I Got A Blank Space, Baby: Not a Bare Wall In Sight!


Maddox Wade

Flying colors: After a year of virtual learning, Dubs are excited to be back in the classroom. Vibrant classrooms create a better environment for learning.

First impressions are important. Meeting your teachers at the start of the school year can be a nerve-racking and turbulent experience. One great indicator of the time to come with your new instructors is classroom decor: it can tell you a lot about the class environment and subconsciously shape the way you feel about a course. So how exactly do colorful posters and clever sayings on the wall sculpt how you learn and perceive instruction?

You feel your heart skip a beat as you finally reach the landing of the seventh floor. It’s your first day of school and you’re about to meet your French teacher, Robin Oliver. You’ve heard stories about him from your upperclassmen friends but nothing could prepare you for your arrival at his classroom for the first time. You almost feel dizzy as you enter, greeted by a kaleidoscope of colors and baroque decor. “Upon seeing the classroom, I immediately knew I was in for a fun year,” said sophomore Leola Hayal. “The lively nature of the room made me feel safe and welcome.”   

The first thing you spot is his hat collection, each one more wonderfully ridiculous than the last. As you continue your scan you find French puns, walls filled with vocabulary, and a colorful, dancing llama called Boppy. Instead of spending hours droning through textbooks and reading paragraphs of nonsense you will forget about as soon as you exit the classroom, Oliver has made the classroom itself his textbook. The walls teach. “I can’t stand blank walls, they make me feel like I’m in an insane asylum, color makes the students feel like you care,” said Oliver.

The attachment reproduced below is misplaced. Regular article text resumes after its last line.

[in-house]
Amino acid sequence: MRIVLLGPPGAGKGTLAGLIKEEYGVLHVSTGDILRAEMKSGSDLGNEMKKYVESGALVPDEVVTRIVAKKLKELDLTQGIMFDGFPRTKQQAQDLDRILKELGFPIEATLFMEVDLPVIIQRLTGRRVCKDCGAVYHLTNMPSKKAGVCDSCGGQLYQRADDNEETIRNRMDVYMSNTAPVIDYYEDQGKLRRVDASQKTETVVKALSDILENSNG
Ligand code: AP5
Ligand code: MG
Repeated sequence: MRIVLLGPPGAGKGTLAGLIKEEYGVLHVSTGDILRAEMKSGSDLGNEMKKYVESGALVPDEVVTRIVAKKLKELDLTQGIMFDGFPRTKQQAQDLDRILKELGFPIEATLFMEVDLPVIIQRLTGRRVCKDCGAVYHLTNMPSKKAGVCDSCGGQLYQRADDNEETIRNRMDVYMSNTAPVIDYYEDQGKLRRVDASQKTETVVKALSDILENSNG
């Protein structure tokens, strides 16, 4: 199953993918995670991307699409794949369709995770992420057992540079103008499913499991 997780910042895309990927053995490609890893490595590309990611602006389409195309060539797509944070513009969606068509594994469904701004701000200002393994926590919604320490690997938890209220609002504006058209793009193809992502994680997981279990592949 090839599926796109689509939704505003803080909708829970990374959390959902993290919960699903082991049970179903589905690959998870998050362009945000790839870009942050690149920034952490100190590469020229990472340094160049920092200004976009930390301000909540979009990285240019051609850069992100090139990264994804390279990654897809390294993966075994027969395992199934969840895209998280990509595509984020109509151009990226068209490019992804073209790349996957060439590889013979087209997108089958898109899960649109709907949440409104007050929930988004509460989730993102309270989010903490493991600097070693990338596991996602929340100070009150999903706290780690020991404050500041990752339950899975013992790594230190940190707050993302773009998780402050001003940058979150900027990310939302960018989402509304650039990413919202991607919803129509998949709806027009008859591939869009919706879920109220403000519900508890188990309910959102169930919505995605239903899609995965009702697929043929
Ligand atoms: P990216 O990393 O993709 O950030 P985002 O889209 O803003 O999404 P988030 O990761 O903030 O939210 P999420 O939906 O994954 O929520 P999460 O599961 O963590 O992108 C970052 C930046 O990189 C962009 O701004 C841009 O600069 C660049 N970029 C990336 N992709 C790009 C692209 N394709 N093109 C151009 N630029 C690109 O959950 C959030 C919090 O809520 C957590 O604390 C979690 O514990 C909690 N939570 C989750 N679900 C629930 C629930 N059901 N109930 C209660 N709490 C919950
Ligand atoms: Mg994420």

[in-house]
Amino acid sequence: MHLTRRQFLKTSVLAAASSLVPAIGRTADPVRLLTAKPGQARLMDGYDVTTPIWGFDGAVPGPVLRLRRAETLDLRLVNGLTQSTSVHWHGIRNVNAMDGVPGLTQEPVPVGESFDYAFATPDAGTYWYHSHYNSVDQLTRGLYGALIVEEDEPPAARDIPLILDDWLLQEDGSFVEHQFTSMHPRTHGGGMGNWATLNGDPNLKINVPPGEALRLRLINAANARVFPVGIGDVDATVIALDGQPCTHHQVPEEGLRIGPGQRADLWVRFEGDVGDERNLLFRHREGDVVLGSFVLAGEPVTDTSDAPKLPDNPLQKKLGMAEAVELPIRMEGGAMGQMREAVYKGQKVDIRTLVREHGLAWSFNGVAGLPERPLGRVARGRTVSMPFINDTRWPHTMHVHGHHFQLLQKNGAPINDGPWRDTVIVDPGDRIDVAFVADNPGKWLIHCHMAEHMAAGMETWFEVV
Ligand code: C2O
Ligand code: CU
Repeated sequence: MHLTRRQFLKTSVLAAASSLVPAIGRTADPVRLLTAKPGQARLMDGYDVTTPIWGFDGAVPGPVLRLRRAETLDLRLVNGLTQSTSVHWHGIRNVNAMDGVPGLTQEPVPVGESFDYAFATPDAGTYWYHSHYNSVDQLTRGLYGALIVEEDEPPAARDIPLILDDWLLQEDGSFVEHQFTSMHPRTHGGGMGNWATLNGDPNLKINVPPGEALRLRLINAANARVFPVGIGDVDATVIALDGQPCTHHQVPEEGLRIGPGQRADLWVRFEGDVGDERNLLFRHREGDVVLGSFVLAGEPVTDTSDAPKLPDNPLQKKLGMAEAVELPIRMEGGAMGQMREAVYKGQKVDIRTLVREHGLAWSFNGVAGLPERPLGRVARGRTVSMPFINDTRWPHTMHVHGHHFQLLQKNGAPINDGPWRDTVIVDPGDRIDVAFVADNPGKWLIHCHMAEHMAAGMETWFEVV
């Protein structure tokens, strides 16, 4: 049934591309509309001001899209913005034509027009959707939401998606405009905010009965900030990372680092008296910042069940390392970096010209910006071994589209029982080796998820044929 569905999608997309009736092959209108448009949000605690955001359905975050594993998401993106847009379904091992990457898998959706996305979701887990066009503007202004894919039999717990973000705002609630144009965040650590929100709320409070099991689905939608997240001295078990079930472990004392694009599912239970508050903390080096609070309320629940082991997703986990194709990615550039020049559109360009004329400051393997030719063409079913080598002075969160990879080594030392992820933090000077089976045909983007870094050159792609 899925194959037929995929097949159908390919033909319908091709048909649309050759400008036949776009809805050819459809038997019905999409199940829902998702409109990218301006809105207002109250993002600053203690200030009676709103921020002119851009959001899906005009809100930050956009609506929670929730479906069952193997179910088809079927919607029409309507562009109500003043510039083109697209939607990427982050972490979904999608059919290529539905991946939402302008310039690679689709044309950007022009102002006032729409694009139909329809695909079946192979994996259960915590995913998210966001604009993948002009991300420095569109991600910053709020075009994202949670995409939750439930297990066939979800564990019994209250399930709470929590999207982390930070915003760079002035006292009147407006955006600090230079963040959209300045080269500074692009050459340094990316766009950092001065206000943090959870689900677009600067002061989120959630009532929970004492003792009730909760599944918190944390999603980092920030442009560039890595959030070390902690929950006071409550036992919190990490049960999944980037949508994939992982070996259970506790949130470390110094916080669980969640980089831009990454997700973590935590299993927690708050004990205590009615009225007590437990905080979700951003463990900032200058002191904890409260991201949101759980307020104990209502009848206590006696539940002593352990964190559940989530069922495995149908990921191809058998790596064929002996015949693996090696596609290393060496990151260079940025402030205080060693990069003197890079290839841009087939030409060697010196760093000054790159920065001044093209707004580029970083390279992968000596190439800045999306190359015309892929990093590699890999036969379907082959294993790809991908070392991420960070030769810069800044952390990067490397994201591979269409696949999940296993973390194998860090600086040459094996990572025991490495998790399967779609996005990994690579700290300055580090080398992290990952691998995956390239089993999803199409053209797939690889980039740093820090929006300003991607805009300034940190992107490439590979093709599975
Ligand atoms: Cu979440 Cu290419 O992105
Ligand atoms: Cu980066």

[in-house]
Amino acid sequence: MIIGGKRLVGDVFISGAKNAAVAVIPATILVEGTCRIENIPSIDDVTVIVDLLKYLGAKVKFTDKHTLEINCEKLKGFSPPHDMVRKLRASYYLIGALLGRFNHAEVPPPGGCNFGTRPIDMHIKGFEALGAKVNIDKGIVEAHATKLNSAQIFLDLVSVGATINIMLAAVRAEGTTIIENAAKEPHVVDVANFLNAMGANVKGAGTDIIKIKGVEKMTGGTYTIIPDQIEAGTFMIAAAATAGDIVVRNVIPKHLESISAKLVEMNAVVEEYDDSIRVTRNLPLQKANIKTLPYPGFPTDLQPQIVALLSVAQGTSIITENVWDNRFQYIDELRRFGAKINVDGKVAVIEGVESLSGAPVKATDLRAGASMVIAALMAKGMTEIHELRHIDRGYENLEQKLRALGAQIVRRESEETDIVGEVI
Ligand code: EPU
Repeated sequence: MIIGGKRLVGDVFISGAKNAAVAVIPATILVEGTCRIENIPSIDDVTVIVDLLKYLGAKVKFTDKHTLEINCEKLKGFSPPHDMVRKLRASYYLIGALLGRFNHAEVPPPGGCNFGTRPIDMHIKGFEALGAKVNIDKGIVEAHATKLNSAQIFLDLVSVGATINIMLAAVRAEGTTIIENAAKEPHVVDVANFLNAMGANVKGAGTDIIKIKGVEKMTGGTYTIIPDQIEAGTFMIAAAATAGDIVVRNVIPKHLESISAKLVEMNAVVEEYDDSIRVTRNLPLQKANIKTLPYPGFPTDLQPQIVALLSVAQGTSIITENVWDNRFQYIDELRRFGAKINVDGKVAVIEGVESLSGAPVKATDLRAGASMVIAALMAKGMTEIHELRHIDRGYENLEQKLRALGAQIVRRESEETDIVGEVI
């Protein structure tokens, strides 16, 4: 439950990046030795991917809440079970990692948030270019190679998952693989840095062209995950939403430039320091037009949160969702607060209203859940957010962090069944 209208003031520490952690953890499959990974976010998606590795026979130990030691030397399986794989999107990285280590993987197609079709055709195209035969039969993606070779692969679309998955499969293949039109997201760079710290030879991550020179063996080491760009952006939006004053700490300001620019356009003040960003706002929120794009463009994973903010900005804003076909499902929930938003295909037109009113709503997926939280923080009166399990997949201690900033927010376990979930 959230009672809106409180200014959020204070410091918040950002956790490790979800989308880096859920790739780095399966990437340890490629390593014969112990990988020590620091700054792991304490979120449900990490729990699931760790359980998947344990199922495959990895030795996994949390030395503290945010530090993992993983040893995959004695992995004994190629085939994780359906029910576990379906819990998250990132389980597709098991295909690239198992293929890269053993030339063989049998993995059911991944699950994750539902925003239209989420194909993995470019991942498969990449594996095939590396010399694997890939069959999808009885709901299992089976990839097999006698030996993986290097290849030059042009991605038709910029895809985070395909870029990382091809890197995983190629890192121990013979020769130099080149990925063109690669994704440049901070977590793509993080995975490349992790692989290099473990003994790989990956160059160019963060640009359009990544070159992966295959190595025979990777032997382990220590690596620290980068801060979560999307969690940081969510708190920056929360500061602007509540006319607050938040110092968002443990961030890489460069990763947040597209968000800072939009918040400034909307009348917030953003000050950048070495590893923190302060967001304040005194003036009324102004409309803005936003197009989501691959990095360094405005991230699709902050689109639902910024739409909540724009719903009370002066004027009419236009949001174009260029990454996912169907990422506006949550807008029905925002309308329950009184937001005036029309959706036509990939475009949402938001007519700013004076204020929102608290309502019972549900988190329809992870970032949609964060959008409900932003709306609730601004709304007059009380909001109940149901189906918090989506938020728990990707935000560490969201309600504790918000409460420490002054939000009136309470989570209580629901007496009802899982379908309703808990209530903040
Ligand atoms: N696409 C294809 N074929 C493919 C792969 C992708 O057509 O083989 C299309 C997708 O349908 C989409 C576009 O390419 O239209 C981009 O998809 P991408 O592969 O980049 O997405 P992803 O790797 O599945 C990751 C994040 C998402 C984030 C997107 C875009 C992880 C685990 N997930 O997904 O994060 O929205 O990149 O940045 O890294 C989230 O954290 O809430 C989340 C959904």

Now it’s time for your next class, you brave the hoard of students pushing into the stairwell as you make your way across the seventh floor into the classroom of Caitlin Tripp. You are embraced with the subtle smell of vanilla as your eyes adjust to the low lighting of the room. Like sophomore Chloe Walker, you’ll find a sense of home in the atmosphere of the classroom. You settle onto the couch in the center of the room as you start to take in the perfect blend of curriculum and aesthetic-based decor. “Ms. Tripp’s classroom makes me feel at peace, I always know where I can go to take a load off and calm down from the day’s stress,” said Walker.

A healthy blend of educational and artistic adornment is all it takes to expand the mind and comfort of students. Feeling cozy in class can be just as important as understanding the curriculum when it comes to productivity.